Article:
Robinson Crusoe ( Spanish Isla Robinsón Crusoe ) - one of the three islands of the Juan Fernandez archipelago (an area of 47.9 km²). It is located in the southeastern Pacific Ocean , 674 km west of the coast of Chile . Until 1966, it was called Isla Más a Tierra (Rus. Mas-a-Tierra , "the island closest to the earth").
|Spanish Isla Robinsón Crusoe|
Robinson Crusoe Island on a Map of the Southeast Pacific
|Highest point||916 m|
|Population||630 people (2002)|
|Population density||13.15 people / km²|
|Archipelago||Juan Fernandez Islands|
|Water area||Pacific Ocean|
- 1 Description
- 2 History
- 3 Our days
- 4 notes
- 5 Links
As a result of volcanic activity and wind erosion, the island has a mountainous topography. The highest point of the island is Mount El Yunque, 916 meters above sea level. The southwestern part of the island ends in the narrow peninsula of Cordon Escarpado. One and a half kilometers southwest of the island of Robinson Crusoe is another island of the archipelago - the island of Santa Clara . The third island of the archipelago, Alexander Selkirk , is located 150 km west of the first two.
The climate of the island is Mediterranean. Air temperature ranges from + 3 ° C to + 30 ° C. On different sides of the middle ridge, the climate is very different. The eastern and middle parts of the island have a warmer, humid climate. The western part is colder, drier and deserted. The population is concentrated in a small area on the shore of the bay in the central part of the island, covered on three sides by mountains. The climate in this part is the warmest and wettest. The island has rich flora and fauna. Some species are unique examples of island nature. The coastal waters are rich in a wide variety of marine life. A large colony of fur seals lives on the island.
In 1704, the Scottish sailor Alexander Selkirk landed on the island, who lived on it for 4 years and 4 months in complete solitude. Writer Daniel Defoe used his life story as the basis for his novel Robinson Crusoe . The name of his main character is now an island. In addition to Selkirk, which became the prototype of Robinson, other Robinsons repeatedly landed on the island in different years, both before Selkirk and after it, both alone and in groups. Some of them lived alone for more than years than Selkirk himself. The island, in different years, has repeatedly become a haven of pirates who used it as a base for recreation, ship repair and replenishment of food and fresh water.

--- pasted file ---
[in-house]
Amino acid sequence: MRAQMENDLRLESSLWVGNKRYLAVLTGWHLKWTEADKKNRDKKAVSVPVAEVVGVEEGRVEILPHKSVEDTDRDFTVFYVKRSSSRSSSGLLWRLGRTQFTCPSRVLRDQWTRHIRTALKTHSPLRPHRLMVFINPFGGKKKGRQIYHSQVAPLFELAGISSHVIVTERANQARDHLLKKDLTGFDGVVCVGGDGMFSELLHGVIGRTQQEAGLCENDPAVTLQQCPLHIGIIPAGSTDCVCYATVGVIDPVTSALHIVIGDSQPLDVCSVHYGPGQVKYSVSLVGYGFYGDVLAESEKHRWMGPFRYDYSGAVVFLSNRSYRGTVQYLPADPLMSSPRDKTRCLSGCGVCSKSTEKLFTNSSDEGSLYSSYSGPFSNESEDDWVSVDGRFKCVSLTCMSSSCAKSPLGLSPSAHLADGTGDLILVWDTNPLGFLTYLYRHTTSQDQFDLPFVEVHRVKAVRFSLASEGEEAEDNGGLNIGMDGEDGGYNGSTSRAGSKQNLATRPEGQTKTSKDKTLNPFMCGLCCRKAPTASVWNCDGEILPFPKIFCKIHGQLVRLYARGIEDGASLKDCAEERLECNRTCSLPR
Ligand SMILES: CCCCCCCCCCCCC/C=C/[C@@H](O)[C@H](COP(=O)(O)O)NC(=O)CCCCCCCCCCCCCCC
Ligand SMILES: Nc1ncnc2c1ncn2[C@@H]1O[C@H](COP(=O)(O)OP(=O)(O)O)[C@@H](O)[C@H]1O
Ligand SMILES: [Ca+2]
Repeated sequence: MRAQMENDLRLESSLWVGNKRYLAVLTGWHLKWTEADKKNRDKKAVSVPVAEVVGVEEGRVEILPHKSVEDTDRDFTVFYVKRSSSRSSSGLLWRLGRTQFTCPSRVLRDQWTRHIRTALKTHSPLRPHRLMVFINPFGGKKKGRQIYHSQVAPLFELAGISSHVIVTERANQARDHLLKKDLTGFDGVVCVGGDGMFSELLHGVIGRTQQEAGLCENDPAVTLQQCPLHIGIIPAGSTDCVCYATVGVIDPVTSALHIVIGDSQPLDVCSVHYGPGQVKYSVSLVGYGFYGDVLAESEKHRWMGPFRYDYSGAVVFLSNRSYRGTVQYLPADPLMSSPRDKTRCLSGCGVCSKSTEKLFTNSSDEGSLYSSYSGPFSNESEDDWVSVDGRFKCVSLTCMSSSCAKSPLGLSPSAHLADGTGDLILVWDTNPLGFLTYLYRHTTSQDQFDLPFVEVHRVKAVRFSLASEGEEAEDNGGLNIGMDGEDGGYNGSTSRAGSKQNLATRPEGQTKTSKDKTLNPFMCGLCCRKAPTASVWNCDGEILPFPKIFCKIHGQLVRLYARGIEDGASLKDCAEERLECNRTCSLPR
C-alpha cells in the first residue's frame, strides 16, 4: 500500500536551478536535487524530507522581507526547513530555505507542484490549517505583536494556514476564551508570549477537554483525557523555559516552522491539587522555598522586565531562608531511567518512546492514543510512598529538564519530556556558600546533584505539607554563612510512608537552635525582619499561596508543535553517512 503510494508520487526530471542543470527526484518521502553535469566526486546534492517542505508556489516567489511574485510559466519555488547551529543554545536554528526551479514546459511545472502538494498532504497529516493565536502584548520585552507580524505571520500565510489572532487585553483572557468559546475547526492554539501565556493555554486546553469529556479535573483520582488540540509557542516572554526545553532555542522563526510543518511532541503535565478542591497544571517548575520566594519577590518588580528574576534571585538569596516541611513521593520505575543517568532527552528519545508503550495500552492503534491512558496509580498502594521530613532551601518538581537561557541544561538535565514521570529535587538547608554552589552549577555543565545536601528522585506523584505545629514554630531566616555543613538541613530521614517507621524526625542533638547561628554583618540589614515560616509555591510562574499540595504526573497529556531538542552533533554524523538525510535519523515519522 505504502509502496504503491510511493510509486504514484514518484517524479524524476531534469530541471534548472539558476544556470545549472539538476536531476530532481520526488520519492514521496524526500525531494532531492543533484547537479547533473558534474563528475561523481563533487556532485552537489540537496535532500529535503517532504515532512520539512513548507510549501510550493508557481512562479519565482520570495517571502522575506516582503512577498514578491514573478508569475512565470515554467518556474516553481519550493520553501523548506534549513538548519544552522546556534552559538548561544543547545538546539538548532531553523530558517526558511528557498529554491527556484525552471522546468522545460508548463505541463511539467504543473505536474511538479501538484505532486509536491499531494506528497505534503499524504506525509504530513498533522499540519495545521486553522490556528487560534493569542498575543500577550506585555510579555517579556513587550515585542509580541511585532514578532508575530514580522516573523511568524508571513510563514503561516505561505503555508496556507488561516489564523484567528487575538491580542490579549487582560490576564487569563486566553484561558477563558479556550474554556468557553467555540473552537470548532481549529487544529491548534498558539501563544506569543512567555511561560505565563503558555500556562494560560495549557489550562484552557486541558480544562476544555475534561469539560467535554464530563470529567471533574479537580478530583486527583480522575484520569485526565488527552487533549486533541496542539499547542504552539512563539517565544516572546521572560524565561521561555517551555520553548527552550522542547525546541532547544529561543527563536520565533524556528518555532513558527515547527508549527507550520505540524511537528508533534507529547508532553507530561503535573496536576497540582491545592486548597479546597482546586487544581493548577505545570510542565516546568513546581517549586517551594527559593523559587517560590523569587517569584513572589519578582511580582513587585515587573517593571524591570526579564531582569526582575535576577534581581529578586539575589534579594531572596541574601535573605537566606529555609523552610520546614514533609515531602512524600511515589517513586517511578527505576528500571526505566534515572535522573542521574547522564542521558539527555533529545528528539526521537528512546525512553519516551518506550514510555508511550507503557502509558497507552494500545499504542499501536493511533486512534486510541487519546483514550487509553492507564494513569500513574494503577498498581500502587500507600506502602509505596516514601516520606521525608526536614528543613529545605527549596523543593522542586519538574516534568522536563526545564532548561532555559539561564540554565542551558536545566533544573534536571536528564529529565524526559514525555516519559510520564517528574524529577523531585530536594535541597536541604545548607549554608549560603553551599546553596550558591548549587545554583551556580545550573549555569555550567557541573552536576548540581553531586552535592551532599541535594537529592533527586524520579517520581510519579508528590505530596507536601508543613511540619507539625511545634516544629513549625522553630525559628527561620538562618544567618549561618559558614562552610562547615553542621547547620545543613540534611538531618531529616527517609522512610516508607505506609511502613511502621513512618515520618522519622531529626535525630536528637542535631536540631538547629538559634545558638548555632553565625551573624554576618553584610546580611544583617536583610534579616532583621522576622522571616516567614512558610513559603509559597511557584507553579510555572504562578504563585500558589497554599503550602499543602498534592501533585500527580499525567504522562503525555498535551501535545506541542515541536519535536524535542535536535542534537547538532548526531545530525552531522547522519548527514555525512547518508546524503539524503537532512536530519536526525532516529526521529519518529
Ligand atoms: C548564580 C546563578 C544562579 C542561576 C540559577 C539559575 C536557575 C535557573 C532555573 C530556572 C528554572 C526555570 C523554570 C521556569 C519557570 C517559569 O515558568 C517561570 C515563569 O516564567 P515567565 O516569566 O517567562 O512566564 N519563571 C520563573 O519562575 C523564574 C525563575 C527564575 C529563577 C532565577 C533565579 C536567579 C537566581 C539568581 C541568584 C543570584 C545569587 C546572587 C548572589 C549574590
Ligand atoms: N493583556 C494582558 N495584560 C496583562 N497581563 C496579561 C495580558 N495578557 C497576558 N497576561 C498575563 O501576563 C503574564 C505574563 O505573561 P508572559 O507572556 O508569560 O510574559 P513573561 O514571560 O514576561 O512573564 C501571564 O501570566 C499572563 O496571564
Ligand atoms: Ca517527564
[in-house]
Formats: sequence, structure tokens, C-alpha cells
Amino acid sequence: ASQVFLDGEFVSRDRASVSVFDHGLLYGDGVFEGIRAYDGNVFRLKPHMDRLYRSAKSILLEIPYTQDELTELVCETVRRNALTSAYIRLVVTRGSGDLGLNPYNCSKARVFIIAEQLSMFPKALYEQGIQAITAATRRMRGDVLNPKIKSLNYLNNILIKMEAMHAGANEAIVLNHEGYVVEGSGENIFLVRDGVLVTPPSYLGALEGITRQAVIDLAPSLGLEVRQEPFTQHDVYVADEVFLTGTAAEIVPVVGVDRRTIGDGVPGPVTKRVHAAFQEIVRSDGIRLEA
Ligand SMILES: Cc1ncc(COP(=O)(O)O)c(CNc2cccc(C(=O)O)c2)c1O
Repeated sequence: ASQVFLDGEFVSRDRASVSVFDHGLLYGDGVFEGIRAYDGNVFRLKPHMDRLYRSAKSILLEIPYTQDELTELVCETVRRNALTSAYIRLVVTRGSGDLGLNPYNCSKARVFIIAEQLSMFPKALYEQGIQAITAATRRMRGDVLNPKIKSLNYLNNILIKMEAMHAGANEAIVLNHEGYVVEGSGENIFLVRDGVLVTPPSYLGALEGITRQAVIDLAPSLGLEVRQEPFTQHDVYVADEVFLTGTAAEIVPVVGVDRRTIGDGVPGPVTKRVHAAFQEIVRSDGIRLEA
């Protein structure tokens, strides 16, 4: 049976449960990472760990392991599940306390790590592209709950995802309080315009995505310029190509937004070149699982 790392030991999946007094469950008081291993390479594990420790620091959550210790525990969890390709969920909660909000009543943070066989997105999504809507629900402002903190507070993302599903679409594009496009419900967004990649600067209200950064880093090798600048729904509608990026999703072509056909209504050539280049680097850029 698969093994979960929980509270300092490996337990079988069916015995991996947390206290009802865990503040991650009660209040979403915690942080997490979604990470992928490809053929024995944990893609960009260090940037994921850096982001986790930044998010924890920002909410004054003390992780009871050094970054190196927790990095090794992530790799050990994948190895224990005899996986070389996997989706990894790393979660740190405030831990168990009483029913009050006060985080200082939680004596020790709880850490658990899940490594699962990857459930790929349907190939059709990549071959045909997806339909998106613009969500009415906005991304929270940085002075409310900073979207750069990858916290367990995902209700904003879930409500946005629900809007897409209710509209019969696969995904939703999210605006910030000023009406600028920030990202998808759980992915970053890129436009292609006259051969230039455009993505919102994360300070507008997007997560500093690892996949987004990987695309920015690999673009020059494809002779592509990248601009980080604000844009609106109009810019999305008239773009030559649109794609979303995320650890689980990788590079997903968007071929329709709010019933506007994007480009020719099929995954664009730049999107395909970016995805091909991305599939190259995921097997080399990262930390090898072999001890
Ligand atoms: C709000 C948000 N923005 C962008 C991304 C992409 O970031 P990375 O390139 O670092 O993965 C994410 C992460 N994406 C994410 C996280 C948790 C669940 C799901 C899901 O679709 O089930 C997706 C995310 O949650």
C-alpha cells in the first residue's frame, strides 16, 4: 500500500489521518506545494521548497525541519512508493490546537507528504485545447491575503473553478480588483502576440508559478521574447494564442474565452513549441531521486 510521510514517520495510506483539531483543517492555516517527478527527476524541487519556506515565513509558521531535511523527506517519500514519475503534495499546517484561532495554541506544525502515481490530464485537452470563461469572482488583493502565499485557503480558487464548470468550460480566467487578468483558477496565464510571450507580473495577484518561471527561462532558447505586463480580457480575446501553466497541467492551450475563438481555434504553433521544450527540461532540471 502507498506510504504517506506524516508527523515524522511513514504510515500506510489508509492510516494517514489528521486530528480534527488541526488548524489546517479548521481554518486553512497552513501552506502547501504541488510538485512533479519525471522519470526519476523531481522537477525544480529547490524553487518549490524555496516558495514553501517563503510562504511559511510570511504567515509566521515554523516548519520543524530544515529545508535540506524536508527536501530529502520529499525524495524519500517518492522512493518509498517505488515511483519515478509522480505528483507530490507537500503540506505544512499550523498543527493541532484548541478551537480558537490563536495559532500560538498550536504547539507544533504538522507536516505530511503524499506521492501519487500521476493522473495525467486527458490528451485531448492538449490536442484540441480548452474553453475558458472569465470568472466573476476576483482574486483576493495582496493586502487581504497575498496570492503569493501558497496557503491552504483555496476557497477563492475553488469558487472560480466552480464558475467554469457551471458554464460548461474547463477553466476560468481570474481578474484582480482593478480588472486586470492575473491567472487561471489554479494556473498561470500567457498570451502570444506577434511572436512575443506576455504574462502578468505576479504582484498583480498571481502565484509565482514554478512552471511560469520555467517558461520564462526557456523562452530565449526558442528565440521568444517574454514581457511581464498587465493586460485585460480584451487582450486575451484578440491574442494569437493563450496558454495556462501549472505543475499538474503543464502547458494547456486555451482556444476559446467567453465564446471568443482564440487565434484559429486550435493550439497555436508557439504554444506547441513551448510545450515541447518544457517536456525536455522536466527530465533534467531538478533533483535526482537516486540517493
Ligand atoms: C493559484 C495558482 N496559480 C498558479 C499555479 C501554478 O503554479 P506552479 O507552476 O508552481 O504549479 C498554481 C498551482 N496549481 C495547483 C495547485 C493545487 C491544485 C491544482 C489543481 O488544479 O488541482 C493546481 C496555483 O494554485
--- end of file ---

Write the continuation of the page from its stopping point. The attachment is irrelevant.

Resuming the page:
In 1749, the Spaniards built the stone fort Santa Bárbara on the island to protect themselves from pirates. The fort has survived to this day, as well as 15 cannons of those times.
During the First World War , on March 14, 1915, a short naval battle took place near the island. The German armored cruiser Dresden was blocked at Cumberland Bay, by the British cruisers Kent and Glasgow, accepted the battle and sank. The crew was interned in Chile. The future head of the Abwehr of the Third Reich and the future admiral Wilhelm Canaris , who later was exposed at the very end of World War II , was exposed and executed for many years of cooperation with British intelligence, served on board the cruiser.
Most of the island's 630 inhabitants (2002) live in the village of San Juan Bautista, located in the center of the northern coast. The main activities are lobster fishing and tourist services. Hundreds of tourists visit the island every year, mainly under the influence of the novel Robinson Crusoe. Scuba diving is very popular among tourists, the main purpose of which is to inspect the remains of the German cruiser Dresden , sunken in the Cumberland Bay during the First World War. The island even has its own brewery.